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Agrochemicals increase risk of human schistosomiasis by supporting higher densities of intermediate hosts

Overview of attention for article published in Nature Communications, February 2018
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About this Attention Score

  • In the top 5% of all research outputs scored by Altmetric
  • High Attention Score compared to outputs of the same age (95th percentile)

Mentioned by

news
1 news outlet
blogs
2 blogs
twitter
65 tweeters
facebook
2 Facebook pages

Citations

dimensions_citation
8 Dimensions

Readers on

mendeley
65 Mendeley
Title
Agrochemicals increase risk of human schistosomiasis by supporting higher densities of intermediate hosts
Published in
Nature Communications, February 2018
DOI 10.1038/s41467-018-03189-w
Pubmed ID
Authors

Neal T. Halstead, Christopher M. Hoover, Arathi Arakala, David J. Civitello, Giulio A. De Leo, Manoj Gambhir, Steve A. Johnson, Nicolas Jouanard, Kristin A. Loerns, Taegan A. McMahon, Raphael A. Ndione, Karena Nguyen, Thomas R. Raffel, Justin V. Remais, Gilles Riveau, Susanne H. Sokolow, Jason R. Rohr

Abstract

Schistosomiasis is a snail-borne parasitic disease that ranks among the most important water-based diseases of humans in developing countries. Increased prevalence and spread of human schistosomiasis to non-endemic areas has been consistently linked with water resource management related to agricultural expansion. However, the role of agrochemical pollution in human schistosome transmission remains unexplored, despite strong evidence of agrochemicals increasing snail-borne diseases of wildlife and a projected 2- to 5-fold increase in global agrochemical use by 2050. Using a field mesocosm experiment, we show that environmentally relevant concentrations of fertilizer, a herbicide, and an insecticide, individually and as mixtures, increase densities of schistosome-infected snails by increasing the algae snails eat and decreasing densities of snail predators. Epidemiological models indicate that these agrochemical effects can increase transmission of schistosomes. Identifying agricultural practices or agrochemicals that minimize disease risk will be critical to meeting growing food demands while improving human wellbeing.

Twitter Demographics

The data shown below were collected from the profiles of 65 tweeters who shared this research output. Click here to find out more about how the information was compiled.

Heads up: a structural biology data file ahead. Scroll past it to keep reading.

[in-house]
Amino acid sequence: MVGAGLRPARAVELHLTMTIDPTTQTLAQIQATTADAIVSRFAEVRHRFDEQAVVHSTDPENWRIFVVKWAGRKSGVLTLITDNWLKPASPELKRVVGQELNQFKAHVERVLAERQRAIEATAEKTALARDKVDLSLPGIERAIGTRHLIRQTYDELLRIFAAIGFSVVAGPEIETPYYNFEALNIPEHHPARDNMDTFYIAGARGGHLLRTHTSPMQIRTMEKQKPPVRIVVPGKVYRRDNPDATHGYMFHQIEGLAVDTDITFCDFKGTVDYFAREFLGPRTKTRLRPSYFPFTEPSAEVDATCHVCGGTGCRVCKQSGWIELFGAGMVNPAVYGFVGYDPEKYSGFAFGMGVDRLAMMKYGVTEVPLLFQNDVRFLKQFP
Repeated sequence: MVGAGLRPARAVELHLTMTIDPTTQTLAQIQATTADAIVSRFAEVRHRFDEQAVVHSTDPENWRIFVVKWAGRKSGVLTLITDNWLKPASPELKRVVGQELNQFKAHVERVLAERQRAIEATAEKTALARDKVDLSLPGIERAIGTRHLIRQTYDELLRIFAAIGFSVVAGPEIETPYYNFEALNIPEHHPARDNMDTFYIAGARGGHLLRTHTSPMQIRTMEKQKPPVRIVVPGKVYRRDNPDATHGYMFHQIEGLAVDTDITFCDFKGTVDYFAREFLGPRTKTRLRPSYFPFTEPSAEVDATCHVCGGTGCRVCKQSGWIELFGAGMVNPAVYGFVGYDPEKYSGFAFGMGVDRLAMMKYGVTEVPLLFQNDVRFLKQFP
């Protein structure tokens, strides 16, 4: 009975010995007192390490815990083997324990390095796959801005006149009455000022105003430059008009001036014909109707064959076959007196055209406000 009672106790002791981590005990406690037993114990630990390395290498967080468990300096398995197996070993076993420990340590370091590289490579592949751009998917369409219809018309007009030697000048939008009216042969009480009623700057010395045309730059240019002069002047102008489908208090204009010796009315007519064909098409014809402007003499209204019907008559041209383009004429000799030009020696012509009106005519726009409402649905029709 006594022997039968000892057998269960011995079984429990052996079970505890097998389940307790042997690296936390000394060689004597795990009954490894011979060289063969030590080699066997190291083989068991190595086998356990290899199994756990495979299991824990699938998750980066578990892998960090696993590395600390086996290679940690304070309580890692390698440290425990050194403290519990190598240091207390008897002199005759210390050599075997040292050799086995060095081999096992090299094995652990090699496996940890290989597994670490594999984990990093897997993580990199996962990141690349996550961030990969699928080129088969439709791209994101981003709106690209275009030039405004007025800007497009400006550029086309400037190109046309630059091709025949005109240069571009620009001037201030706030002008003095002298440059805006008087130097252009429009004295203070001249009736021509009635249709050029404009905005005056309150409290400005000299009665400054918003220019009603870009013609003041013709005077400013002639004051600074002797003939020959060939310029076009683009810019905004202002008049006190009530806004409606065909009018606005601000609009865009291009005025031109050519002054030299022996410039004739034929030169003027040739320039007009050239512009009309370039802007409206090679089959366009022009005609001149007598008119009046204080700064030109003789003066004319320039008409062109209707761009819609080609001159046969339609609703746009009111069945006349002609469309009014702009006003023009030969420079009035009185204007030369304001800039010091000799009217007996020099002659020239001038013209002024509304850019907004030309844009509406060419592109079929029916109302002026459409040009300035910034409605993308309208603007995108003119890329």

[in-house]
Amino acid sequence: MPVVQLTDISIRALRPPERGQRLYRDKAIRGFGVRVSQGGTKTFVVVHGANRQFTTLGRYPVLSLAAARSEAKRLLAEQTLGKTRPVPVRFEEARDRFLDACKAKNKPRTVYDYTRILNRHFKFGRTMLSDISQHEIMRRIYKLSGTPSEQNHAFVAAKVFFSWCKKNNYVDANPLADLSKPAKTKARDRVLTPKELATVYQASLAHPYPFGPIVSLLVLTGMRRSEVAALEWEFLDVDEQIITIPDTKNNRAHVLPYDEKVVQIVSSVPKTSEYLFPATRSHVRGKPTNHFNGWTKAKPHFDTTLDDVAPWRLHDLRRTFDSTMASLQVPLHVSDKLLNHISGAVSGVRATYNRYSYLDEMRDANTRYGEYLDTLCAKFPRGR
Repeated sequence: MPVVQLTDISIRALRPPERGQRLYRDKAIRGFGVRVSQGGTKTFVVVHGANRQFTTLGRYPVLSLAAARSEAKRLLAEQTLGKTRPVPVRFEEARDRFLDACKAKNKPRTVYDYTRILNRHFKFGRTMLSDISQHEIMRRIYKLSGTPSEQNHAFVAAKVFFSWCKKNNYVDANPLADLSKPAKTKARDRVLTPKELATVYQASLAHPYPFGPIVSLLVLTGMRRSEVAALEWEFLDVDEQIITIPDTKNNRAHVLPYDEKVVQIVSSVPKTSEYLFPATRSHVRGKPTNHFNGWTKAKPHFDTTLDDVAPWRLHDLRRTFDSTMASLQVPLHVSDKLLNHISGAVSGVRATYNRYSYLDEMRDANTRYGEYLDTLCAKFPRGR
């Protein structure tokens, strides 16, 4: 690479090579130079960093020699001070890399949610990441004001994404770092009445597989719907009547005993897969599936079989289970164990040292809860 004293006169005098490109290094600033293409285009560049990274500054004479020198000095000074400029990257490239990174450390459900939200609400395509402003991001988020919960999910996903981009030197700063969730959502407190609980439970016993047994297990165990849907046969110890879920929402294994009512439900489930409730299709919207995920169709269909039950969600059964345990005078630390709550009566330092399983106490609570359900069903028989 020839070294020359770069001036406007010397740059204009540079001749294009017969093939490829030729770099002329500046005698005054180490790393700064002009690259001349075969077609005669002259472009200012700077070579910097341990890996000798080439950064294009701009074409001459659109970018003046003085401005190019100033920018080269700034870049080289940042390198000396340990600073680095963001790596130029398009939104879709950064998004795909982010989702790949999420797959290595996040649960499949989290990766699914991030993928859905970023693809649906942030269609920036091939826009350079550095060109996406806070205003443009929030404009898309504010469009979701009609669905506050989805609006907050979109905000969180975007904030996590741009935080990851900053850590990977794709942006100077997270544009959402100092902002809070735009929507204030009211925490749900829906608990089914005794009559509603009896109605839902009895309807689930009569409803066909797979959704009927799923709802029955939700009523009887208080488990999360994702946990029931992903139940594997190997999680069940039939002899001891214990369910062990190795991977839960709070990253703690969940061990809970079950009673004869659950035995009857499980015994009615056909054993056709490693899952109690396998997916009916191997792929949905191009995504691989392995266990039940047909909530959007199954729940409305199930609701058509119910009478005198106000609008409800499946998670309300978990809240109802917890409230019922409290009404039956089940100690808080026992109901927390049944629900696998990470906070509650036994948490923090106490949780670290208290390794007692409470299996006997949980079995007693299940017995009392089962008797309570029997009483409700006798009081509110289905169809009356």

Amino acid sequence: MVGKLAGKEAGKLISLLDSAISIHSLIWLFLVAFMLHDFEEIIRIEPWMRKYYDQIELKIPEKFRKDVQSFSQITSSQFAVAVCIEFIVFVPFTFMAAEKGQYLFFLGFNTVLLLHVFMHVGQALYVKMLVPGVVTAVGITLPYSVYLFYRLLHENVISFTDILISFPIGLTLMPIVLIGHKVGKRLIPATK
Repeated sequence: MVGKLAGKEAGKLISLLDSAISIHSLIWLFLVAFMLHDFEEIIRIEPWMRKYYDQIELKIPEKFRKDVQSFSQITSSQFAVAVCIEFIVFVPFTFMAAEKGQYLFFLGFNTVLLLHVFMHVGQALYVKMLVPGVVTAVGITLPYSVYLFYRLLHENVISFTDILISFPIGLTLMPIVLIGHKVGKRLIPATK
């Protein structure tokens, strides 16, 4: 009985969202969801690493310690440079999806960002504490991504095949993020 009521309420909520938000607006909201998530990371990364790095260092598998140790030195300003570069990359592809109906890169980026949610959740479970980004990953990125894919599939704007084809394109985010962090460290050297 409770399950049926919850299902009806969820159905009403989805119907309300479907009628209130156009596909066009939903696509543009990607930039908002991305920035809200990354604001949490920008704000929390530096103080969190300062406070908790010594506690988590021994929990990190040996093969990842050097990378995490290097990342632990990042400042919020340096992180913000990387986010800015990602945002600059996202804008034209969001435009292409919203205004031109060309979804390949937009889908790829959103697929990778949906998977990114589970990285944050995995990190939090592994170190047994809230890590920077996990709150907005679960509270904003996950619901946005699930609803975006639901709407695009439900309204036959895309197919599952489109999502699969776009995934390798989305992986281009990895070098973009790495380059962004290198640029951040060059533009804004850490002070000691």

Mendeley readers

The data shown below were compiled from readership statistics for 65 Mendeley readers of this research output. Click here to see the associated Mendeley record.

Geographical breakdown

Country Count As %
Unknown 65 100%

Demographic breakdown

Readers by professional status Count As %
Student > Ph. D. Student 13 20%
Researcher 12 18%
Professor 7 11%
Student > Bachelor 6 9%
Student > Master 6 9%
Other 21 32%
Readers by discipline Count As %
Agricultural and Biological Sciences 20 31%
Unspecified 14 22%
Environmental Science 10 15%
Medicine and Dentistry 6 9%
Immunology and Microbiology 4 6%
Other 11 17%

Attention Score in Context

This research output has an Altmetric Attention Score of 66. This is our high-level measure of the quality and quantity of online attention that it has received. This Attention Score, as well as the ranking and number of research outputs shown below, was calculated when the research output was last mentioned on 07 June 2019.
All research outputs
#247,948
of 13,189,004 outputs
Outputs from Nature Communications
#4,596
of 23,132 outputs
Outputs of similar age
#11,201
of 268,596 outputs
Outputs of similar age from Nature Communications
#1
of 3 outputs
Altmetric has tracked 13,189,004 research outputs across all sources so far. Compared to these this one has done particularly well and is in the 98th percentile: it's in the top 5% of all research outputs ever tracked by Altmetric.
So far Altmetric has tracked 23,132 research outputs from this source. They typically receive a lot more attention than average, with a mean Attention Score of 47.0. This one has done well, scoring higher than 80% of its peers.
Older research outputs will score higher simply because they've had more time to accumulate mentions. To account for age we can compare this Altmetric Attention Score to the 268,596 tracked outputs that were published within six weeks on either side of this one in any source. This one has done particularly well, scoring higher than 95% of its contemporaries.
We're also able to compare this research output to 3 others from the same source and published within six weeks on either side of this one. This one has scored higher than all of them